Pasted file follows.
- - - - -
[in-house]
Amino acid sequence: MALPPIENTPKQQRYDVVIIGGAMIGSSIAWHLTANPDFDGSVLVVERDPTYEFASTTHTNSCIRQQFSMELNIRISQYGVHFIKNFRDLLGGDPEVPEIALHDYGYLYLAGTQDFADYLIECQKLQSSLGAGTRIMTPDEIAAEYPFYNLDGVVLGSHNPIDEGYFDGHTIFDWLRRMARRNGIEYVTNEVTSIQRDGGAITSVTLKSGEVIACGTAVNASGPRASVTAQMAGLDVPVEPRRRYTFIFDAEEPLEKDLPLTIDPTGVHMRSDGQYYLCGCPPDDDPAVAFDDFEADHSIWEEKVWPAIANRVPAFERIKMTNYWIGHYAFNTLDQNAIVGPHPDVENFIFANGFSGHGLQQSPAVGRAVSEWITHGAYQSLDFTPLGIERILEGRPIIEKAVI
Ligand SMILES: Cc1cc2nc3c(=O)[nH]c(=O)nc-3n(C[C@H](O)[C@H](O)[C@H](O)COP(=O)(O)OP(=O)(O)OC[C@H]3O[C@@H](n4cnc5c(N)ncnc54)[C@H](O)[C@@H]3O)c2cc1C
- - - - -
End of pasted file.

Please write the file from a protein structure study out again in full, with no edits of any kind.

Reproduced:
[in-house]
Amino acid sequence: MALPPIENTPKQQRYDVVIIGGAMIGSSIAWHLTANPDFDGSVLVVERDPTYEFASTTHTNSCIRQQFSMELNIRISQYGVHFIKNFRDLLGGDPEVPEIALHDYGYLYLAGTQDFADYLIECQKLQSSLGAGTRIMTPDEIAAEYPFYNLDGVVLGSHNPIDEGYFDGHTIFDWLRRMARRNGIEYVTNEVTSIQRDGGAITSVTLKSGEVIACGTAVNASGPRASVTAQMAGLDVPVEPRRRYTFIFDAEEPLEKDLPLTIDPTGVHMRSDGQYYLCGCPPDDDPAVAFDDFEADHSIWEEKVWPAIANRVPAFERIKMTNYWIGHYAFNTLDQNAIVGPHPDVENFIFANGFSGHGLQQSPAVGRAVSEWITHGAYQSLDFTPLGIERILEGRPIIEKAVI
Ligand SMILES: Cc1cc2nc3c(=O)[nH]c(=O)nc-3n(C[C@H](O)[C@H](O)[C@H](O)COP(=O)(O)OP(=O)(O)OC[C@H]3O[C@@H](n4cnc5c(N)ncnc54)[C@H](O)[C@@H]3O)c2cc1C